Poster D73, Monday, March 26, 8:00-10:00 am, Exhibit Hall C
Hippocampal contributions to reward learning
Daniela Palombo1,2, Mieke Verfaellie1,2; 1VA Boston Healthcare System Jamaica Plain, 2Boston University School of Medicine, Department of Psychiatry
Recent evidence suggests that the human hippocampus—known primarily for its involvement in episodic memory—also plays a role in a host of motivationally relevant behaviors, including value-based decision making. However, less is known about the role of the hippocampus in value-based learning. Such learning is typically associated with a striatal system, yet a small number of studies also show hippocampal engagement. It is not clear, however, whether this engagement is necessary for such learning. In the present study, we used both fMRI and neuropsychological methods to clarify hippocampal contributions to one form of value-based learning, namely reward learning. In experiment 1, healthy participants were scanned while learning reward-based contingencies (whether distinct players in a ‘game’ would win money or not) in the context of a probabilistic learning task. Here we observed recruitment of the hippocampus during learning. In experiment 2, we administered this task to amnesic patients with medial temporal lobe damage and healthy controls. Amnesic patients, including those with damage circumscribed to the hippocampus, failed to acquire reward contingencies, thus confirming that hippocampal engagement is necessary for task performance. Although future research is needed to determine the boundary conditions of hippocampal involvement in value-based learning, these findings elucidate the role of the hippocampus in learning and may clarify how the hippocampus contributes to goal-directed behaviors more broadly.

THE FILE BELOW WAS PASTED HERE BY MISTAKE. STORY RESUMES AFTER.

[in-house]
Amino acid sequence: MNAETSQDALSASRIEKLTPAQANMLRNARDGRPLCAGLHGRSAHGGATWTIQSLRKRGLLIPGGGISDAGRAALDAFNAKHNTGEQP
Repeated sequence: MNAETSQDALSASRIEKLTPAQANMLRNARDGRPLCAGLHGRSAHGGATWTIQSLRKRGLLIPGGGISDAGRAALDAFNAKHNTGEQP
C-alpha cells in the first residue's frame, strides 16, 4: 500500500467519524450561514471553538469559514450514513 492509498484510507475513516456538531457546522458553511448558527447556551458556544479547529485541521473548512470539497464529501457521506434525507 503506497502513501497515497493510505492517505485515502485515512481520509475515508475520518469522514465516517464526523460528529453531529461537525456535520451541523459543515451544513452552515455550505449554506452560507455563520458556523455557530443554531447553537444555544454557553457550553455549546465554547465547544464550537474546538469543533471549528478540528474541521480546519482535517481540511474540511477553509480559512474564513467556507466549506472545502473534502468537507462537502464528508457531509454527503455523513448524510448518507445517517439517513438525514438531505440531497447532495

Topic Area: LONG-TERM MEMORY: Other